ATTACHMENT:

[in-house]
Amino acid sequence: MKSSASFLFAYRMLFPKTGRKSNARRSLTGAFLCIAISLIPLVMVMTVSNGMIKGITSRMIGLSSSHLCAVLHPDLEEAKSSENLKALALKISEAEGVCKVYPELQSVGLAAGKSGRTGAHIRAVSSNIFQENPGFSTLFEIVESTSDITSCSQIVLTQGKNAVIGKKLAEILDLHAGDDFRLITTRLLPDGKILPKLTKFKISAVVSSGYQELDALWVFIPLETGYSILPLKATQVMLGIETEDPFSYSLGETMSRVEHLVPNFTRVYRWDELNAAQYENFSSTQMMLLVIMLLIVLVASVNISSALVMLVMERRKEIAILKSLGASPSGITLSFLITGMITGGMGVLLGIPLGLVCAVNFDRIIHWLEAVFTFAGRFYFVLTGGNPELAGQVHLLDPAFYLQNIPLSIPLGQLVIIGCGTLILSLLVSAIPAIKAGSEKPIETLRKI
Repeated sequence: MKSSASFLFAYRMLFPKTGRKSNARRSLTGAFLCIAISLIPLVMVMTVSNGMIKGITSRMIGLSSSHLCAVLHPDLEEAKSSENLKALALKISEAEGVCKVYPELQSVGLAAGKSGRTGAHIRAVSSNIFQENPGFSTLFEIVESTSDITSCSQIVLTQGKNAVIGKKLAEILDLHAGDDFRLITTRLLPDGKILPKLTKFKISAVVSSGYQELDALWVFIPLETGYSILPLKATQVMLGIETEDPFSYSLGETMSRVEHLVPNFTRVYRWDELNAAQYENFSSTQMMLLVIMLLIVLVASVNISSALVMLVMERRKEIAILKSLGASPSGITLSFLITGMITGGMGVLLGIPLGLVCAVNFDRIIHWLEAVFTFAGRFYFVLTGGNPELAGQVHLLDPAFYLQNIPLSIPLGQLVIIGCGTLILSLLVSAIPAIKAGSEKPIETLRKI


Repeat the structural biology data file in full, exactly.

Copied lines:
[in-house]
Amino acid sequence: MKSSASFLFAYRMLFPKTGRKSNARRSLTGAFLCIAISLIPLVMVMTVSNGMIKGITSRMIGLSSSHLCAVLHPDLEEAKSSENLKALALKISEAEGVCKVYPELQSVGLAAGKSGRTGAHIRAVSSNIFQENPGFSTLFEIVESTSDITSCSQIVLTQGKNAVIGKKLAEILDLHAGDDFRLITTRLLPDGKILPKLTKFKISAVVSSGYQELDALWVFIPLETGYSILPLKATQVMLGIETEDPFSYSLGETMSRVEHLVPNFTRVYRWDELNAAQYENFSSTQMMLLVIMLLIVLVASVNISSALVMLVMERRKEIAILKSLGASPSGITLSFLITGMITGGMGVLLGIPLGLVCAVNFDRIIHWLEAVFTFAGRFYFVLTGGNPELAGQVHLLDPAFYLQNIPLSIPLGQLVIIGCGTLILSLLVSAIPAIKAGSEKPIETLRKI
Repeated sequence: MKSSASFLFAYRMLFPKTGRKSNARRSLTGAFLCIAISLIPLVMVMTVSNGMIKGITSRMIGLSSSHLCAVLHPDLEEAKSSENLKALALKISEAEGVCKVYPELQSVGLAAGKSGRTGAHIRAVSSNIFQENPGFSTLFEIVESTSDITSCSQIVLTQGKNAVIGKKLAEILDLHAGDDFRLITTRLLPDGKILPKLTKFKISAVVSSGYQELDALWVFIPLETGYSILPLKATQVMLGIETEDPFSYSLGETMSRVEHLVPNFTRVYRWDELNAAQYENFSSTQMMLLVIMLLIVLVASVNISSALVMLVMERRKEIAILKSLGASPSGITLSFLITGMITGGMGVLLGIPLGLVCAVNFDRIIHWLEAVFTFAGRFYFVLTGGNPELAGQVHLLDPAFYLQNIPLSIPLGQLVIIGCGTLILSLLVSAIPAIKAGSEKPIETLRKI